Finally, there needs to be more stability in a community with many renters. Most homeowners want to live in a community where they know their neighbors because it offers more security. However, a high turnover rate of residents due to rentals can mess with this balance.


Types of Rental Restrictions in an HOA

There are two main ways an HOA can restrict rentals in the community: by placing a cap on rentals or imposing lease restrictions.


Rental Caps

rental restrictions in an HOAWhat is a rental cap? Put simply, it is the maximum number or percentage of permitted rental homes in the community. For instance, if an HOA has a rental cap of 20%, tenants can only occupy 20% of the houses in the neighborhood at any given time. No other homeowner can rent out their property if this cap is reached.

Rental caps usually come on a first-come, first-served basis. Moreover, many associations require owners to reside in their homes for a fixed number of years before receiving permission to rent them out. This discourages institutional investors or business entities that purchase properties with the sole intention of converting them into rentals.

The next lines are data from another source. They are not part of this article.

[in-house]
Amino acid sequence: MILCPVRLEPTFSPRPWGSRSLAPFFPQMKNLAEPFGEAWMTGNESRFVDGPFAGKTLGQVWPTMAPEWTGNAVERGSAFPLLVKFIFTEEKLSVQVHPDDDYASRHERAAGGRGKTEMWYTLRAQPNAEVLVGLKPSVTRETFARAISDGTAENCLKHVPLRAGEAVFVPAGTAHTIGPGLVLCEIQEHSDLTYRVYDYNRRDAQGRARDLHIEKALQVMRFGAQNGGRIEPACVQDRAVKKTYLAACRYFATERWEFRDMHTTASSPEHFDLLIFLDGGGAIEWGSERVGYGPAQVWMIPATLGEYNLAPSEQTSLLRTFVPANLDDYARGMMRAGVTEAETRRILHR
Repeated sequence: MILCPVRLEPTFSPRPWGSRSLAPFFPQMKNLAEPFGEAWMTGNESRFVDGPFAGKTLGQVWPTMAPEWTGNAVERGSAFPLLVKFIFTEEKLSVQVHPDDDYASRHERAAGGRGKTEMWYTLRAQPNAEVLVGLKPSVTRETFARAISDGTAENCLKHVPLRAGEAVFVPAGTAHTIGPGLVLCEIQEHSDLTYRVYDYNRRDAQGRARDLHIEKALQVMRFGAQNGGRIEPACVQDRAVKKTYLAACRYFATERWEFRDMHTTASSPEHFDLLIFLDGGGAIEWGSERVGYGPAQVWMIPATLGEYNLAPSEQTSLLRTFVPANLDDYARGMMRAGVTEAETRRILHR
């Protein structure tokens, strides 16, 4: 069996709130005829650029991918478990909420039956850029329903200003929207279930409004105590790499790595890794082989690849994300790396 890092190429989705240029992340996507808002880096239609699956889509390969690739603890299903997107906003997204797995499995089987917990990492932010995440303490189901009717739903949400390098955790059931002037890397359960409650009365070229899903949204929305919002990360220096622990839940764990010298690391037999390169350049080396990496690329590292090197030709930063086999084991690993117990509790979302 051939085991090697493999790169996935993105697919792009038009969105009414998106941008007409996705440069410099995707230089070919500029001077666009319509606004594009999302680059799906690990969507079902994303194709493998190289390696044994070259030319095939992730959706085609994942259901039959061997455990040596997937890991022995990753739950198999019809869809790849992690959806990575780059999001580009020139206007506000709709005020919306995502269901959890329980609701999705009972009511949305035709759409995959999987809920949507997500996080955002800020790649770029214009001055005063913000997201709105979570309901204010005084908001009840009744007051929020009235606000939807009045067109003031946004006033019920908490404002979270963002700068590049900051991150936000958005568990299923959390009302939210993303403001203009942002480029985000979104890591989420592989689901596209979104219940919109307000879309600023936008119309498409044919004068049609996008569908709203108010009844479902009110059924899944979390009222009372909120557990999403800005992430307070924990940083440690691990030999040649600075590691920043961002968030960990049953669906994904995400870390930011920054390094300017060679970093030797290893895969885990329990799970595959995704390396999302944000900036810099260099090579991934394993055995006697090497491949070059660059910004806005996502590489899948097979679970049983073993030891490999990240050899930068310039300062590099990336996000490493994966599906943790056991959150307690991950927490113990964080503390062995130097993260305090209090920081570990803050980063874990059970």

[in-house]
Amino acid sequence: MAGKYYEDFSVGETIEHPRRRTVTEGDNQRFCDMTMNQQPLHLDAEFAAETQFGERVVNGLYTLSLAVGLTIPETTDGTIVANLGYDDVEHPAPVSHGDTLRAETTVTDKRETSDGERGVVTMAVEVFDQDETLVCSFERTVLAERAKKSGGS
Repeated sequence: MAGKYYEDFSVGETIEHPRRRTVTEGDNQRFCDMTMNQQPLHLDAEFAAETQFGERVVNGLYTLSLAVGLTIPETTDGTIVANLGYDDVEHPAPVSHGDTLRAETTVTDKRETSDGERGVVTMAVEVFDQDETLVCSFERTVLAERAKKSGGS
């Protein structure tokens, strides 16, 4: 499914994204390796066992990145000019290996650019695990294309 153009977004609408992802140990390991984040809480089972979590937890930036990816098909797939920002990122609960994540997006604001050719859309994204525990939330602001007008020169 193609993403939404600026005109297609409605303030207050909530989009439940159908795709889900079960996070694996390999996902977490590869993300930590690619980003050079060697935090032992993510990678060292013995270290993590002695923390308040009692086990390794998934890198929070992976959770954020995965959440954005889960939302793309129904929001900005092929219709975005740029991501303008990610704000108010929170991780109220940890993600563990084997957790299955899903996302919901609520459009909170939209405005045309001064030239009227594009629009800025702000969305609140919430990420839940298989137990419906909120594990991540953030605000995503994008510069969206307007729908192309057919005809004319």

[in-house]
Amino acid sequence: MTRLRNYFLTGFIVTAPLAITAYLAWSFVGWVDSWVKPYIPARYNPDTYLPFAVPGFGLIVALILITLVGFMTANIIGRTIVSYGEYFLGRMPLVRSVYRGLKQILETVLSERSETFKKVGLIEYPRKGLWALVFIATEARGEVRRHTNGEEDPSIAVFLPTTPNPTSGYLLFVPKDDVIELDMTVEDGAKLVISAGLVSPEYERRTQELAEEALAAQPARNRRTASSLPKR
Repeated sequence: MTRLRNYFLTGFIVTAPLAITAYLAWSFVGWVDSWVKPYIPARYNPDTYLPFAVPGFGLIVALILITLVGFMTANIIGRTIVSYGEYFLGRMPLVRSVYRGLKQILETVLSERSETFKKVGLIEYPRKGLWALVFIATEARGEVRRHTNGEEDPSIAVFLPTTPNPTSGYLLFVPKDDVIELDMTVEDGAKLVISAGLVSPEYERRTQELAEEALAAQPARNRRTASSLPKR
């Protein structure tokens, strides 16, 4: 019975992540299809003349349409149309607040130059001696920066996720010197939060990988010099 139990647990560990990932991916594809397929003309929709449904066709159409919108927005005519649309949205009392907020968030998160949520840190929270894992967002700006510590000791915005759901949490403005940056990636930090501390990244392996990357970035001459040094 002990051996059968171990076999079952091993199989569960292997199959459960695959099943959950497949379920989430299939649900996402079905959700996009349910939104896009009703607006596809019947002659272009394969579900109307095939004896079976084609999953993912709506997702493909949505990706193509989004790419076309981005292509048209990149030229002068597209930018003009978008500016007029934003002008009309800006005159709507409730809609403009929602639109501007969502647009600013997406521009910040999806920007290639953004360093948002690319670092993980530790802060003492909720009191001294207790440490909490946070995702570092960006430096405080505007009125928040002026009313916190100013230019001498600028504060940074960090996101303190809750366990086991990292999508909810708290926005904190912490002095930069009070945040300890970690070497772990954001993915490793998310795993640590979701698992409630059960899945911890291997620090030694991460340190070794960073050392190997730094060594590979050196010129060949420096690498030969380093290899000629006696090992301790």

Lease Restrictions

Lease restrictions are restrictions owners/landlords must include in lease agreements if they wish to rent out their HOA homes. Sample HOA rental restrictions involving this usually include requiring a minimum lease period. This minimum period can vary from association to association, though most go with a minimum of 30 days. Imposing such a restriction would effectively limit short-term rentals in the community.

Another common lease restriction is requiring tenants to follow the community’s rules. As such, an owner/landlord can evict the tenant with cause should they violate an HOA rule, which would break the terms of the lease.


HOA Rental Restrictions in Select States

Because of how polarizing rental restrictions can be, select states have taken it upon themselves to regulate them within the context of HOAs. Here are just a few states with statutes concerning HOA rentals.


HOA Rental Restrictions Arizona

Regarding HOA short term rental restrictions in Arizona, it is necessary to check the declaration. According to the Arizona Revised Statutes Section 33-1260.01(a), an HOA may not prohibit unit owners from renting out their property unless expressly prohibited in the declaration. Section 33-1227 states that rental restrictions do not apply to pre-existing owners, and they may only be used by a unanimous vote of approval from the membership.